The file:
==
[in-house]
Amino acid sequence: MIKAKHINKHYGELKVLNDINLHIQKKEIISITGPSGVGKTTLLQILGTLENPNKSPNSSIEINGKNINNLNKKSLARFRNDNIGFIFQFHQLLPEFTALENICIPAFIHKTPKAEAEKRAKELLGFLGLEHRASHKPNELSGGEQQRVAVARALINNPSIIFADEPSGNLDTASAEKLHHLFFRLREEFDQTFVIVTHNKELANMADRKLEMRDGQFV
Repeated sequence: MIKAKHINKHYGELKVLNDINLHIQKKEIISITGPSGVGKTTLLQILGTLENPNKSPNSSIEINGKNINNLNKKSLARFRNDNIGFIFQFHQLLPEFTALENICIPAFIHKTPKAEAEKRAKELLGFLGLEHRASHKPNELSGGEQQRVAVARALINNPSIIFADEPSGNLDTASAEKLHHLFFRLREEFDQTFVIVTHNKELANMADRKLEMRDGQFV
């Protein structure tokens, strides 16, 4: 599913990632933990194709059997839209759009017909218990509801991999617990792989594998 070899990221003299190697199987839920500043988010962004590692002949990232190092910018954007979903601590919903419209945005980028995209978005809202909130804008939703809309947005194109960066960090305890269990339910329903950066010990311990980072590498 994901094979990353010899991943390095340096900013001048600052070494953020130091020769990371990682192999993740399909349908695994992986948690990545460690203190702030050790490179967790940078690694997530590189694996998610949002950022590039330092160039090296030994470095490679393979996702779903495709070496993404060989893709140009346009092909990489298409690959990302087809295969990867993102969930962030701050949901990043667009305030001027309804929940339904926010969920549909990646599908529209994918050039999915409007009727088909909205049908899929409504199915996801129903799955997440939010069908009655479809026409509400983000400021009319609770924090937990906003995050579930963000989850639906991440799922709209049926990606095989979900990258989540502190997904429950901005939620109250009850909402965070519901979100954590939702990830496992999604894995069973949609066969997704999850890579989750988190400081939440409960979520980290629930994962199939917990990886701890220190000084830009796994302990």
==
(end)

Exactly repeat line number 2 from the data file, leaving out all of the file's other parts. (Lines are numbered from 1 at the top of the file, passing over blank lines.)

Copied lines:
Amino acid sequence: MIKAKHINKHYGELKVLNDINLHIQKKEIISITGPSGVGKTTLLQILGTLENPNKSPNSSIEINGKNINNLNKKSLARFRNDNIGFIFQFHQLLPEFTALENICIPAFIHKTPKAEAEKRAKELLGFLGLEHRASHKPNELSGGEQQRVAVARALINNPSIIFADEPSGNLDTASAEKLHHLFFRLREEFDQTFVIVTHNKELANMADRKLEMRDGQFV